The first time Brittney Block encountered a Little Free Library while jogging in her neighborhood, it was like magic. She says, “I stopped in my tracks to check out this box of books. I frequented that Little Free Library numerous times over the years, and I told myself that if I ever owned a home, I would establish one to continue to spread happiness and the love of reading.”
Fast forward a few years, and Brittney is the steward of Little Free Library #58177 in Memphis, Tennessee. Find her library and many more on the Little Free Library world map! Brittney converted an old newspaper rack that she got for free into a Little Free Library. If you’re wondering how to start a Little Free Library without spending a lot of money, keep reading to see how Brittney did it!
Where did you find the newspaper rack?
I am an avid user of Twitter, so I started by asking my followers for recommendations on Little Free Library builds that wouldn’t exceed my budget. By chance, an old college friend reached out to connect me with her friend’s mom. After a couple quick connections via Facebook and text, I was in contact with this amazing mother who quickly and gladly told me I could come pick up her extra newspaper/magazine rack.
It was in somewhat rough shape when I received it. The original rack was blue. It had been painted green, and the paint was chipping all over it. The door was off the hinges as well, and I had no idea how to reattach it. But I had big plans for it regardless!
How did you clean it up and decorate it?
I started by hand-sanding the rack, mostly to get the chipped paint off. Then I spray painted it with several coats of primer and ultimately white acrylic paint. I hand-painted the black spots with a square brush, and gave it several coats of clear matte enamel paint to seal in everything. This only took me one day to do.
The door took a bit longer. I followed the same sanding, priming, and painting process for the door and the handle, but I knew from the start I wanted to include Shel Silverstein’s poem “Invitation” and its accompanying candle illustration.
For this, I purchased a stencil from a crafter on Etsy. After a few different attempts, I ended up using the stencil with Sharpie versus paint. I sealed this in as well with clear matte enamel paint. In order to get the door back on, I actually had to contact the magazine rack manufacturer, who shared with me that I needed to use rivets to attach it to the hinge. All that to say, I taught myself how to rivet and got the door attached!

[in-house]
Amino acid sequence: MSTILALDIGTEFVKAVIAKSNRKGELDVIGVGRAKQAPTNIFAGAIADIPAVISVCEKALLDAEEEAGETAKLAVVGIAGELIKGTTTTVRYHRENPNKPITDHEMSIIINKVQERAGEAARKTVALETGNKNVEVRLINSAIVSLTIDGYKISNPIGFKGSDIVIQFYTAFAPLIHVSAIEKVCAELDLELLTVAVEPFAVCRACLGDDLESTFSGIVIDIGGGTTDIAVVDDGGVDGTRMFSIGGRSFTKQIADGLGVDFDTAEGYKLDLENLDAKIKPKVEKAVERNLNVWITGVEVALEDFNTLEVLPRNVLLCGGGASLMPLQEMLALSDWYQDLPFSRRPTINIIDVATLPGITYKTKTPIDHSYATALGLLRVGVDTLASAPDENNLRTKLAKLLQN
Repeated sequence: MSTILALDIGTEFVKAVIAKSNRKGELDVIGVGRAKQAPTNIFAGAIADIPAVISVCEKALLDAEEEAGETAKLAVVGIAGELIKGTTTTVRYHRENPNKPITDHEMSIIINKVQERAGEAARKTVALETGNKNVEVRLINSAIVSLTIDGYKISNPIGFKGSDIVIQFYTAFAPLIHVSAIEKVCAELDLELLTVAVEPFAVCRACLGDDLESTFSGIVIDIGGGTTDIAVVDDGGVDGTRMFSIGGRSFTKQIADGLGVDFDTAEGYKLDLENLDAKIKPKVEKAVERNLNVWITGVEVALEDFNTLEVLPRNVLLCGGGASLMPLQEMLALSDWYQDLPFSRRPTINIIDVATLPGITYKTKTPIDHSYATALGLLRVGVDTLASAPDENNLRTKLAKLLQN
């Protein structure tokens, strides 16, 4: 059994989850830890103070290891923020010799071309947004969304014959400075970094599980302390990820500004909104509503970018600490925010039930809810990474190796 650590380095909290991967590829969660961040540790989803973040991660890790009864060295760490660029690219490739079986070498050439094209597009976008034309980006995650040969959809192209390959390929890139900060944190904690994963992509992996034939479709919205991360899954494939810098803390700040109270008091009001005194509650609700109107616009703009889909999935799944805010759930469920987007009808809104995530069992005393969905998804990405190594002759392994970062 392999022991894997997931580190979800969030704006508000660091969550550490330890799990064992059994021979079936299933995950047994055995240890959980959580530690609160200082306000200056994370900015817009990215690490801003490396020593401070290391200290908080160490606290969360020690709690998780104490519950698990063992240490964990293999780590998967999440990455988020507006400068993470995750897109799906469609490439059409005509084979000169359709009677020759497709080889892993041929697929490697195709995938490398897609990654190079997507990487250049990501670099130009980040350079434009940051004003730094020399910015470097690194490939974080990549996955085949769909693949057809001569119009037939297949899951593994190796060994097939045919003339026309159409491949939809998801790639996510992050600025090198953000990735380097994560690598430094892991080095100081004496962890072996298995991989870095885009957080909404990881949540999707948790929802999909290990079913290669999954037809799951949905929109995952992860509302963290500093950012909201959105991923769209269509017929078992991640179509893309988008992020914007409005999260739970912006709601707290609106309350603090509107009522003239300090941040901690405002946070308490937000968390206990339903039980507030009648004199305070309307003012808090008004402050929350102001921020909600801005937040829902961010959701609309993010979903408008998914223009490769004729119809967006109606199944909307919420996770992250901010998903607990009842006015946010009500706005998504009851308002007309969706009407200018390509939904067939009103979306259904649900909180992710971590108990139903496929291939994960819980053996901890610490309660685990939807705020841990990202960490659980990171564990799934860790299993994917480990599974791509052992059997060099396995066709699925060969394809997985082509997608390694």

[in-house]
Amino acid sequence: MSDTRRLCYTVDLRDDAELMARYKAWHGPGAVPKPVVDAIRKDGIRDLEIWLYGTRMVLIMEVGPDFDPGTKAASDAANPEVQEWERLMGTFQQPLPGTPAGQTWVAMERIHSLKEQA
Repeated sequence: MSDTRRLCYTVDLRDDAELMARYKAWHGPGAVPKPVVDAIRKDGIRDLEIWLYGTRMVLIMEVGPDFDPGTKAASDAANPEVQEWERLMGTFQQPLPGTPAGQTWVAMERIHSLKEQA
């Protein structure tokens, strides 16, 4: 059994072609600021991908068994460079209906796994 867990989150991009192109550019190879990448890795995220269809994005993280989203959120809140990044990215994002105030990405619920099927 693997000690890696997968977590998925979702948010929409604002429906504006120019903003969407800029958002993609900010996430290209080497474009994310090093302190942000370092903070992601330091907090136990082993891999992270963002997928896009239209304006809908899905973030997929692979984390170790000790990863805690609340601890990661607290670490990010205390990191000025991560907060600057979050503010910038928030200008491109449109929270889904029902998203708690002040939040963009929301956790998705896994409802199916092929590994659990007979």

Additionally, I knew I wanted to do a small surrounding for my library. I used landscaping fabric with stakes, garden edging, and rocks. I also created a graphic for a yard sign with library rules and had it printed by FedEx Office. My awesome neighbor lended a hand helping me move the library to its final place.
What type of books do you stock and how are you spreading the word?
“I did a bit of promoting via social media ahead of time. I received monetary and book donations from friends that adhered to Little Free Library’s Read in Color program. I was able to stock my library for opening day with some wonderful inclusive books, and I also have some stockpiled to continue filling it. I got some wonderful ideas—like magnetic bookmarks and a dog library—from the Little Free Library Stewards Facebook group that helped me add a few finishing touches to my setup.
What has surprised you the most since starting a Little Free Library?
“It wasn’t a complete surprise, but the community support I feel here in Memphis around the opening of the Little Free Library on Johnwood has been incredible. This was a team effort between so many people. I was shocked when friends and strangers wanted to donate money for me to purchase books. I quickly setup an Amazon Wish List for Read in Color books, and I’ve opened up my front door to numerous packages of these diverse and inclusive titles.”
Follow the Little Free Library on Johnwood on Facebook for all the latest updates! Ready to start a Little Free Library? We’ve got more ideas to DIY Little Free Library or start a little library without spending lots of money.